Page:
Passenger expectations for a quiet flight experience  coupled with concern about long-term noise exposure of flight crews  drive aircraft manufacturers to reduce cabin noise in flight. Cabin noise has traditionally been limited using insulating panels and skin dampers on the fuselage. Unfortunately, these thin panels are not effective at reducing low frequency (long wavelength) noise and cannot be made thicker due to weight concerns . Treating the noise at its source shows potential for reduction of low frequency noise and weight savings compared to insulating panels. With fuel costs rapidly increasing, reduction of excess weight and subsequent maximization of the "revenue-generating payload"  is more important than ever.
In order to identify noise sources and assess the impact of noise reduction technologies during the design process, aircraft manufacturers require robust, low cost microphones. Measuring primary sources of cabin noise, such as shockcell noise, is difficult under simulated cruise conditions in test facilities  and establishes the need for microphones that can be used in full-scale tests at altitude. Their use on the fuselage exterior requires extremely small packaged sizes, in addition to the ability to withstand moisture and freezing conditions at flight altitudes. Microelectromechanical systems (MEMS) microphones show promise for meeting the stringent performance requirements of aircraft manufacturers at reduced size and cost, made possible using batch fabrication technology [4-9].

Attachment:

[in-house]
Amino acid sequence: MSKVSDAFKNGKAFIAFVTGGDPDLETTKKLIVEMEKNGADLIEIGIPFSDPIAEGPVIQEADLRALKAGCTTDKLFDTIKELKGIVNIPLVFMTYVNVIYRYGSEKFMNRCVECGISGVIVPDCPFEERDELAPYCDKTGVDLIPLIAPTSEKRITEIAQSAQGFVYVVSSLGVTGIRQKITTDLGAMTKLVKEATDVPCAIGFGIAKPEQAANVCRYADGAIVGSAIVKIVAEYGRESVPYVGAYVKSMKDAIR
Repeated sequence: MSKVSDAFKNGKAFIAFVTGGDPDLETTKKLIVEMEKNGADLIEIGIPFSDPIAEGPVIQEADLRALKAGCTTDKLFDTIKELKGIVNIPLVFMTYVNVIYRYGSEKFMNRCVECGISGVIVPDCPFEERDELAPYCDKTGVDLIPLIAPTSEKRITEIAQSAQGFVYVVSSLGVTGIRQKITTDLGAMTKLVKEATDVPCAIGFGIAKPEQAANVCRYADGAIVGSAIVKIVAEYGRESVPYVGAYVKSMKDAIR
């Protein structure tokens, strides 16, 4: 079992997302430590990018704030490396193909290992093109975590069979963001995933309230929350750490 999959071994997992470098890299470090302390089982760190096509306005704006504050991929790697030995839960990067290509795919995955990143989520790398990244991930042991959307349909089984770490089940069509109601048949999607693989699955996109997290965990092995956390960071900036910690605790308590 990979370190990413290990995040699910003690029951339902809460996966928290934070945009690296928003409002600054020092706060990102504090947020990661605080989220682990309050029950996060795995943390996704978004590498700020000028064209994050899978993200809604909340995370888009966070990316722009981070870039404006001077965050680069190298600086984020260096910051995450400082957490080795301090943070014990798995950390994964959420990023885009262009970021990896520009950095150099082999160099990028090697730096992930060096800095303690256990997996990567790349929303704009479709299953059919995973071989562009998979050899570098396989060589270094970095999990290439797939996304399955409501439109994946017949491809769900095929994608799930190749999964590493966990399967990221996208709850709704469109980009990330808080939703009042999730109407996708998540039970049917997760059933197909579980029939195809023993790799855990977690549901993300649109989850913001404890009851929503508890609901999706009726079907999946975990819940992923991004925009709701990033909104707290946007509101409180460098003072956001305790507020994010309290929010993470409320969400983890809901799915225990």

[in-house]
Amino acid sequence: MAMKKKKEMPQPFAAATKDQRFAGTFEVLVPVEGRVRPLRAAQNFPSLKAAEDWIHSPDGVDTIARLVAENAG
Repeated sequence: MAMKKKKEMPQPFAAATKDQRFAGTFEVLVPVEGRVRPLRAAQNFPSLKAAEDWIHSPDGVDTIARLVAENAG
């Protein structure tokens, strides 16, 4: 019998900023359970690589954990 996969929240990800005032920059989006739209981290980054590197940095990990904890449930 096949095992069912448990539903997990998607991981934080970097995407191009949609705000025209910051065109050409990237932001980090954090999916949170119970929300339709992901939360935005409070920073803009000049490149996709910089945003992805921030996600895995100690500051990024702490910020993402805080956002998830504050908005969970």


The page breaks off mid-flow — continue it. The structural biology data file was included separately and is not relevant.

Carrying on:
In this work, models are developed to predict performance of a MEMS piezoelectric microphone, including a laminated piezoelectric composite plate model and a lumped element model to capture dynamic behavior. These models are implemented in an optimization procedure for minimization of minimum detectable pressure (MDP) to yield an optimal design that meets the stringent dynamic range constraints for aeroacoustic applications. The optimal design is fabricated and characterized.
Lumped Element Model (LEM) of the MEMS Piezoelectric Mic
Piezoelectric MEMS Mic Die
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- D. Martin, Design, fabrication, and characterization of a MEMS dual-backplate capacitive microphone, Ph.D. dissertation, University of Florida, Gainesville, FL, 2007.